Thinking Big with Maps in R: Tips on Wrangling Large Vector Data into Interactive Maps.
Silvia Canelón, Data Analyst, University of Pennsylvania.

4:15 - 4:30 pm
cytosel: Interactive cytometry panel design using single-cell RNA-seq.
Matthew Watson, Developer/Programmer, Lunenfeld-Tanenbaum Research Institute.

4:30 - 4:45 pm
mverse: How the R package is designed to help students explore the multiverse.
Michael Jongho Moon, Ph.D. Student, University of Toronto.

4:45 - 5:00 pm
Switching between space and time: Spatio-temporal analysis with cubble.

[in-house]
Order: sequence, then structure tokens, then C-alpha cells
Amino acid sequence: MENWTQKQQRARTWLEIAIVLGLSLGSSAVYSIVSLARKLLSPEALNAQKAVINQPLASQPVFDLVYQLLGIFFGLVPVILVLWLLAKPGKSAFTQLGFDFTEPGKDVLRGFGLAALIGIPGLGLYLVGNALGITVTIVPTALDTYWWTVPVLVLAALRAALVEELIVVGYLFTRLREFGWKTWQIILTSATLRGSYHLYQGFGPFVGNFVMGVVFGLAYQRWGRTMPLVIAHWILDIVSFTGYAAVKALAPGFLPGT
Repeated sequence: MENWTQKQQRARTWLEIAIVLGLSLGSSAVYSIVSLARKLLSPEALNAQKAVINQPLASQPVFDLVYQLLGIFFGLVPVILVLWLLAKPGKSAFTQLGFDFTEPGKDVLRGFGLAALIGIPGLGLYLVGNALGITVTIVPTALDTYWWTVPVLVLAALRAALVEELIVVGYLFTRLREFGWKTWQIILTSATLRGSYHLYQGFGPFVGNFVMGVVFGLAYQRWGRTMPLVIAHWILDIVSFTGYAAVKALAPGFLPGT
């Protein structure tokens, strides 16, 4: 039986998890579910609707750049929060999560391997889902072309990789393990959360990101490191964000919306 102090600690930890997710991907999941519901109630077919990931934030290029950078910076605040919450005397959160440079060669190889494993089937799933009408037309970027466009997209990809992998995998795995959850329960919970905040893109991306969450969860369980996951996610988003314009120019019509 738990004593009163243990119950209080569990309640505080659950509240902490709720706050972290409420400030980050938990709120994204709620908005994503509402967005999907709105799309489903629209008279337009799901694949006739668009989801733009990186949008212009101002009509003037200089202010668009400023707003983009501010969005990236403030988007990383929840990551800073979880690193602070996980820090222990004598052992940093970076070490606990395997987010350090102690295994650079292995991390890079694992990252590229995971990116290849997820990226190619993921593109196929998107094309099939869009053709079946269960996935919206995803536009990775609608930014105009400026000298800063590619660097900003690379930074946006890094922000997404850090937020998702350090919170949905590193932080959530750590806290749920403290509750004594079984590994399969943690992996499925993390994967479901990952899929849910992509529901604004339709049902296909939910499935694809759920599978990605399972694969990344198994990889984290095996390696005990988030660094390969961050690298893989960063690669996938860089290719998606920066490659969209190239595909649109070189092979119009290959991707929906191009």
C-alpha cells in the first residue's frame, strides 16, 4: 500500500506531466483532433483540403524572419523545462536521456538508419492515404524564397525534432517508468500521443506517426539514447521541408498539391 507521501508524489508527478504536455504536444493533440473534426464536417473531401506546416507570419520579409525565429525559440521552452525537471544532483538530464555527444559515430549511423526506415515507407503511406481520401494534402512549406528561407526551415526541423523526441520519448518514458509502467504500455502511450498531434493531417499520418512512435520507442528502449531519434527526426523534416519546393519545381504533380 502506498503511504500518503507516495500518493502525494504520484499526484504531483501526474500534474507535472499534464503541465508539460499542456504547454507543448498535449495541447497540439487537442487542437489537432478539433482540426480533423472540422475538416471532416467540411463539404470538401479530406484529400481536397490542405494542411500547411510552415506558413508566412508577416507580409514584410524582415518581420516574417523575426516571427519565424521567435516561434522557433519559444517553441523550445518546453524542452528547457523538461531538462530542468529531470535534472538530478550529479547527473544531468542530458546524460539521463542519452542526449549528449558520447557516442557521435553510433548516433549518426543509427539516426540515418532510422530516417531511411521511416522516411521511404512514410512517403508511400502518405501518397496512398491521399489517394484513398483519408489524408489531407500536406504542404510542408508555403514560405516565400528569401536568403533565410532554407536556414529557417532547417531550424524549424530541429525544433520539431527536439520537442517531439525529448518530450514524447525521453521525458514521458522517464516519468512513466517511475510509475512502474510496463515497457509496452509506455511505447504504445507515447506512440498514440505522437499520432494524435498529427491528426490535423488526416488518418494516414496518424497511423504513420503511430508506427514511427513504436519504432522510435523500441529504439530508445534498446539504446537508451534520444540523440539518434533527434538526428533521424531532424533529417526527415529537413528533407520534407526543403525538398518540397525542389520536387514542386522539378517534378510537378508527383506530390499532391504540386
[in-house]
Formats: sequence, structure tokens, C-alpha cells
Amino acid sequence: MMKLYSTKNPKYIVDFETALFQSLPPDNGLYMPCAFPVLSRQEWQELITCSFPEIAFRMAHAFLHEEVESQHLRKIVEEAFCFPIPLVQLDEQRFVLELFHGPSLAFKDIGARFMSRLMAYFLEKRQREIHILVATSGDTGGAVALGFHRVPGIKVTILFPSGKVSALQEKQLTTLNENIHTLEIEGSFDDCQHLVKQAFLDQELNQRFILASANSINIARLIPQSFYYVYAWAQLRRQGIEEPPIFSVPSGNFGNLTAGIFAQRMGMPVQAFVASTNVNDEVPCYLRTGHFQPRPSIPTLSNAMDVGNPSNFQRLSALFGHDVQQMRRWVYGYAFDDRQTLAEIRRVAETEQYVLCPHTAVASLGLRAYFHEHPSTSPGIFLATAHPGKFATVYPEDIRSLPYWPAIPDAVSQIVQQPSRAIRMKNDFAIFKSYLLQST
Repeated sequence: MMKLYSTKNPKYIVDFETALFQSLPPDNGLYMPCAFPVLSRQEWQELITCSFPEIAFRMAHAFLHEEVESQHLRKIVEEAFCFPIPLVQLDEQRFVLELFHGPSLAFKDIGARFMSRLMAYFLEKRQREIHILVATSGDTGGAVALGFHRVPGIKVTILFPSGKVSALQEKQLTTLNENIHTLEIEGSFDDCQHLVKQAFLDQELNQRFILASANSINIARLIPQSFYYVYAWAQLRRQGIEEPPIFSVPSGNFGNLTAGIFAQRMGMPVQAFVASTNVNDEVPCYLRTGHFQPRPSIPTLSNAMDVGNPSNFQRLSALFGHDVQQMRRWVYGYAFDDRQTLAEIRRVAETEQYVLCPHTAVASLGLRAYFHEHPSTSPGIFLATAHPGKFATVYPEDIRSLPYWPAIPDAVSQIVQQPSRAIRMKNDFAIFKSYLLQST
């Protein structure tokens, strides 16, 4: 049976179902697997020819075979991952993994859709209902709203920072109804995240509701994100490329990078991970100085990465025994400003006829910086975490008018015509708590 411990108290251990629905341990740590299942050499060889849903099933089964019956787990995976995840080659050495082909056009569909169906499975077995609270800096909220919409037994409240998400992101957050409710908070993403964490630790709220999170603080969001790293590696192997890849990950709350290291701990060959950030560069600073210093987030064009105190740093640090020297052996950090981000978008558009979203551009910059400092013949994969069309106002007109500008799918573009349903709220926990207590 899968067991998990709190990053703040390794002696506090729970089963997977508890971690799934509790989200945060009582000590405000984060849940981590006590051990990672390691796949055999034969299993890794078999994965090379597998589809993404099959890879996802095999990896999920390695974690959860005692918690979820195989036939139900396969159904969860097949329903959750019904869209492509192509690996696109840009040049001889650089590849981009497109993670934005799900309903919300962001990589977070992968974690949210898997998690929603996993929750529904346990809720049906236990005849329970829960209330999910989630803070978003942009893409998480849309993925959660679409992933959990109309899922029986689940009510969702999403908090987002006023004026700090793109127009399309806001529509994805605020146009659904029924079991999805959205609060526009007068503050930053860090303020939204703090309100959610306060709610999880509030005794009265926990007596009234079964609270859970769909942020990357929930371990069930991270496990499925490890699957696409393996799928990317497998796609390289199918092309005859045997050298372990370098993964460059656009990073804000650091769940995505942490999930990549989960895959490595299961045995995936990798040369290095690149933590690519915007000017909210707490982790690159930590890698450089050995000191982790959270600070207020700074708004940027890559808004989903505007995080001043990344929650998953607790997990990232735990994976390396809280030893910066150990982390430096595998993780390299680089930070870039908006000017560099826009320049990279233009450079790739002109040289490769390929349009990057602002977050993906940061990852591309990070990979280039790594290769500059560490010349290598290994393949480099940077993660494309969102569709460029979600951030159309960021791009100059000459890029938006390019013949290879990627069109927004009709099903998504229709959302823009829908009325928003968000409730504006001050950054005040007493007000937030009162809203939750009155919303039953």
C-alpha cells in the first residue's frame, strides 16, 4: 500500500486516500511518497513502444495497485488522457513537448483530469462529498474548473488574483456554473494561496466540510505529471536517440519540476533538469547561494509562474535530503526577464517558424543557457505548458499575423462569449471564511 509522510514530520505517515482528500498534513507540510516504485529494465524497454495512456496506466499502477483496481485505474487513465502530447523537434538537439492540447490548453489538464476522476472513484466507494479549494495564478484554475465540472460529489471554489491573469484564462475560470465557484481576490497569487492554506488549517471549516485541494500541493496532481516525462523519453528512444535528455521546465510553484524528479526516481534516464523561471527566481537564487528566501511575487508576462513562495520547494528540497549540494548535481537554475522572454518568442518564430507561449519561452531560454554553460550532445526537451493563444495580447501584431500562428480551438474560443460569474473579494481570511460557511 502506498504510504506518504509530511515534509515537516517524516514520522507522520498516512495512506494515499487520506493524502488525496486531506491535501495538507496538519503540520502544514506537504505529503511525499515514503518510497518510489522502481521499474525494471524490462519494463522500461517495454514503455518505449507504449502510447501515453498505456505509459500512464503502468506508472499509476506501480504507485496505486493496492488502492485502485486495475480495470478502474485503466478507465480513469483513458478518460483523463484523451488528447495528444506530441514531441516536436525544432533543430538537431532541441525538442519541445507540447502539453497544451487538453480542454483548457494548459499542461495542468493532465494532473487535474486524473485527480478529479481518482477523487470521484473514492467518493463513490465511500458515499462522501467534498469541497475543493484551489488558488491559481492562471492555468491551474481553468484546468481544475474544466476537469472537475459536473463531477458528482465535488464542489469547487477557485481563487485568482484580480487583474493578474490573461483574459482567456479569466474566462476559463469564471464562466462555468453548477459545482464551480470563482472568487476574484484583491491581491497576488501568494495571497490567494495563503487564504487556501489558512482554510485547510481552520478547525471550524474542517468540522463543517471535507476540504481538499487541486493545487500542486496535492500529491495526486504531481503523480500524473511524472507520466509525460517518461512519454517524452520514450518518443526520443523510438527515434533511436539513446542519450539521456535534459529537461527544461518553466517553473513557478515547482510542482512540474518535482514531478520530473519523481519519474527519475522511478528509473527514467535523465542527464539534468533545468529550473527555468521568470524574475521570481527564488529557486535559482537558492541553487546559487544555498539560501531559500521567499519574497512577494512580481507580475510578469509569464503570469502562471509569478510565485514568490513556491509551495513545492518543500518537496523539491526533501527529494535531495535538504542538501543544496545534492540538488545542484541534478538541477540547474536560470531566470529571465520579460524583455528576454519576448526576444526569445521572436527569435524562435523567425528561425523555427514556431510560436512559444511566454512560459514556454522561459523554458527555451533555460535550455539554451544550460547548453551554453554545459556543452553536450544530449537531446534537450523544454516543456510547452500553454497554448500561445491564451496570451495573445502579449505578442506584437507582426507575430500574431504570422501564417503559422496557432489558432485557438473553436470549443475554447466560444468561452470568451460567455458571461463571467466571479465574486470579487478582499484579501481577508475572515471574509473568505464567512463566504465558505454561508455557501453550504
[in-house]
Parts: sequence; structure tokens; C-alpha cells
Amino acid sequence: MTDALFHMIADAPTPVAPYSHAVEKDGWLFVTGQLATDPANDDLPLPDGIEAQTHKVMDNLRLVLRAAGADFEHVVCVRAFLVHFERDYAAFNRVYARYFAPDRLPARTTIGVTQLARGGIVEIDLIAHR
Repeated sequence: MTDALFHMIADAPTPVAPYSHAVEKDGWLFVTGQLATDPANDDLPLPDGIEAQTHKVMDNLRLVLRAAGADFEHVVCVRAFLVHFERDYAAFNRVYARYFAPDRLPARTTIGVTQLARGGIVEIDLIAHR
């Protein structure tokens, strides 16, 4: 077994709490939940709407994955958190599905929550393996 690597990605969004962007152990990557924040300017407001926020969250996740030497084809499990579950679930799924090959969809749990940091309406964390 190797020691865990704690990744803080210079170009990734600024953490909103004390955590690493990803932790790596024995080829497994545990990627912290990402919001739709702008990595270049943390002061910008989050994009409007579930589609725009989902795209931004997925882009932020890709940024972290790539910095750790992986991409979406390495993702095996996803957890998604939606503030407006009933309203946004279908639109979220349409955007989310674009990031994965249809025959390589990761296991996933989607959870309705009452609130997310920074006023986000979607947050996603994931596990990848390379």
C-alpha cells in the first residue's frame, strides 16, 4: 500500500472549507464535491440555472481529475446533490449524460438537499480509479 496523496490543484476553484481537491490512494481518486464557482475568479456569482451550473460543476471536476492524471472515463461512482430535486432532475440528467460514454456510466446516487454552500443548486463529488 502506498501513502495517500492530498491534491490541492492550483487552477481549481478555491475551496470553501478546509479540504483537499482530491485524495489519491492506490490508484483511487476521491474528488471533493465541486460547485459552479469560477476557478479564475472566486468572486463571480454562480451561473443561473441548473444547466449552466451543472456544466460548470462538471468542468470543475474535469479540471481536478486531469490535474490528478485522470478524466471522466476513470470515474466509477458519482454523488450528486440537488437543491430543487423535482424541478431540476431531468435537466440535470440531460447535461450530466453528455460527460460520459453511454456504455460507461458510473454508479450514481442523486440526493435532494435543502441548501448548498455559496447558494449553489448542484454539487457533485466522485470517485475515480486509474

Sherry Zhang, Ph.D. Student, Monash University.

5:00 - 5:30 pm
PyPhi: A toolbox for integrated information theory.
William Marshall, Assistant Professor, Brock University.

5:30 - 6:00 pm
No Designer Needed: How to Create Beautiful Reports Using Only R.
David Keyes, Founder, R for the Rest of Us.

6:00 - 6:05 pm
Closing Remarks

The event is finished.

Local Time

  • Timezone: America/New_York
  • Date: Nov 10 2022
  • Time: 9:00 am - 6:00 pm
Faculty of Information, University of Toronto

Location

Faculty of Information, University of Toronto
Room BL224, 140 St George St, Toronto, ON M5S 3G6